QOTD: Was The First Honda CR-V The Best Honda CR-V?
Honda Canada delivered a 2017 Honda CR-V Touring to my driveway less than 100 hours ago.
It is, in so many ways, an exemplary means of transporting one’s family: surprisingly efficient, sufficiently powerful, wonderfully spacious, and undeniably refined.
But it’s not pretty.
Of course, merging some of Honda’s recent miscues with the apparently desperate need across the industry to make SUVs look angry won’t make the all-new, fifth-generation Honda CR-V unpopular. January 2017, the new CR-V’s first full month on sale in America, was the nameplate’s best-ever January. Last month served as a successful follow-up to a 2016 calendar year in which CR-V sales climbed to an all-time record high of 357,335 units, enough to make the CR-V America’s best-selling SUV/crossover for a fifth consecutive year.
You get the sense Honda might know the first CR-V (1997-2001) was simplistic, handsome, Honda crossover design at its best. In a Super Bowl 50 commercial chock full of A-list celebs (Amy Adams, Magic Johnson, Missy Elliott, Robert Redford, and others), the 1997 Honda CR-V makes a cameo appearance, too.
Sure, it was obvious that the CR-V wasn’t a rugged body-on-frame SUV, the kind of traditional SUV that still reigned supreme twenty years ago. But it was boxy, it wasn’t overly weighed down by cladding, and the spare tire was out on the back where it belonged. You might need it when crossing the Gobi Desert.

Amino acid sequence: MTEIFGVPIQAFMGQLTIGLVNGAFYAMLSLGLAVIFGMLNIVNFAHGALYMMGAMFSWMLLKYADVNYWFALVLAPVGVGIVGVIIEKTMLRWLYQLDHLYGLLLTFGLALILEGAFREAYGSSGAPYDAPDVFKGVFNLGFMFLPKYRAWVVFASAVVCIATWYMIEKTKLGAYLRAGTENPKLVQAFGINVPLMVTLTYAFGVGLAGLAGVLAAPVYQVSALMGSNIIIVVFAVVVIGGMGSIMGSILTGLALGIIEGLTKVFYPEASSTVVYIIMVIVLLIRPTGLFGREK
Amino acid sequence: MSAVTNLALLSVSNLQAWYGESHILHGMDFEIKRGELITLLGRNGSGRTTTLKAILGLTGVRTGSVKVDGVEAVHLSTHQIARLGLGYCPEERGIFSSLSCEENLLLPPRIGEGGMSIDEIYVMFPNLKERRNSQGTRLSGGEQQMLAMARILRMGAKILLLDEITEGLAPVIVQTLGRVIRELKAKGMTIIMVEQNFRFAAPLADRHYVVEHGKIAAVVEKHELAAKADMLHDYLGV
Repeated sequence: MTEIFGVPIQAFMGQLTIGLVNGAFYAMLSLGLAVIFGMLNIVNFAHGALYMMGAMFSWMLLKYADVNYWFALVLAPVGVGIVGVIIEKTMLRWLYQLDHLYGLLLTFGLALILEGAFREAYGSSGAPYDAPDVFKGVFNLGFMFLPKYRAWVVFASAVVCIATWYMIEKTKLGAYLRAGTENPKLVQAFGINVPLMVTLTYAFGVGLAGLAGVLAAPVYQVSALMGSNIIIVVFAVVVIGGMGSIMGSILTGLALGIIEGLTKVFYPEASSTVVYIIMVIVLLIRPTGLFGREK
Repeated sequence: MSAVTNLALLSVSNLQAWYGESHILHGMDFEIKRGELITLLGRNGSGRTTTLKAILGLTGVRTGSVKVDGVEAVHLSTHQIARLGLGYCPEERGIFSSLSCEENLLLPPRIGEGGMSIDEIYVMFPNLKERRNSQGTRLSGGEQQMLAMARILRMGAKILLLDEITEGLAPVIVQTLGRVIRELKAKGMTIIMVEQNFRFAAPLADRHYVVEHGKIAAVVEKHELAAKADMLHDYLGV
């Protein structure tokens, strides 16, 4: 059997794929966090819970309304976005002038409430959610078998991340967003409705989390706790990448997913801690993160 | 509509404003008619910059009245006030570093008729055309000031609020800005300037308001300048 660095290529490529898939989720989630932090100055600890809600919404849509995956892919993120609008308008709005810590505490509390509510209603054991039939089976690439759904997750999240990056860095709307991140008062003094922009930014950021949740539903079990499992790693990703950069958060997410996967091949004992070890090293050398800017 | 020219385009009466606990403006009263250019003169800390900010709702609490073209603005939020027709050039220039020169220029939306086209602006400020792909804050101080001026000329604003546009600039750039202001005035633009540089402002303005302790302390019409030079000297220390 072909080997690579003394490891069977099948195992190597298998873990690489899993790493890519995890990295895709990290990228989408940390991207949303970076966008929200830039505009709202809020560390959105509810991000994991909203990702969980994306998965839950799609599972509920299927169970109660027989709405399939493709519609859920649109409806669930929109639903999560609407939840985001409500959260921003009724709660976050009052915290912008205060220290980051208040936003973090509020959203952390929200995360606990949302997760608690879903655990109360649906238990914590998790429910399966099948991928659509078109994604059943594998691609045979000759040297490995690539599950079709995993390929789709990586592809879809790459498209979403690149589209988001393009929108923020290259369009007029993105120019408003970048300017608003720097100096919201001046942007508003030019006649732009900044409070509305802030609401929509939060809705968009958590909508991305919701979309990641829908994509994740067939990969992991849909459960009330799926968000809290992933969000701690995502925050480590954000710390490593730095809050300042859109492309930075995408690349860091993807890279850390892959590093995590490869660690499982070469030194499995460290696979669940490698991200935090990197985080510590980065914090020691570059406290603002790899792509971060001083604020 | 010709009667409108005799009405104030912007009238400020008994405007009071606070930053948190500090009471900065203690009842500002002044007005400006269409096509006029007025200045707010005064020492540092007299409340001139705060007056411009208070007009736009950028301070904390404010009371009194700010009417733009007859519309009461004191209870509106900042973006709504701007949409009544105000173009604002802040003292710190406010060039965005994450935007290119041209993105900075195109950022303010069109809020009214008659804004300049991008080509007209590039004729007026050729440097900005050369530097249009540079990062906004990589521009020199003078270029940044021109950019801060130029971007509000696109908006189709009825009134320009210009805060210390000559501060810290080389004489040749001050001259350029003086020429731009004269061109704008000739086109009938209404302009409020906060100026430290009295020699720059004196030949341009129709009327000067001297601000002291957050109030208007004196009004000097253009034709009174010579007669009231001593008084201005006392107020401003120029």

Honda attempted to smooth off some edges with the second CR-V go-round, but it arguably was not a successful effort. The third CR-V (2007-2011) had a nicely arching roofline. The departing fourth-generation CR-V was by no means a stylistic homerun, but it didn’t get all up in your face like the new one.
“Best” can obviously mean different things to different people. Objectively, each of the 2017 Honda CR-V’s 184 horses must tote around 26-percent less weight. Yet fuel consumption is down between 22 and 28 percent, depending on engine choice. The new CR-V provides 32 percent more cargo capacity despite having grown only three inches longer.
But imagine if the fifth CR-V was as honestly charming as the first CR-V. Then we wouldn’t be forced into having this debate: was the first Honda CR-V the best Honda CR-V?
Timothy Cain is the founder of GoodCarBadCar.net, which obsesses over the free and frequent publication of U.S. and Canadian auto sales figures. Follow on Twitter @goodcarbadcar and on Facebook.
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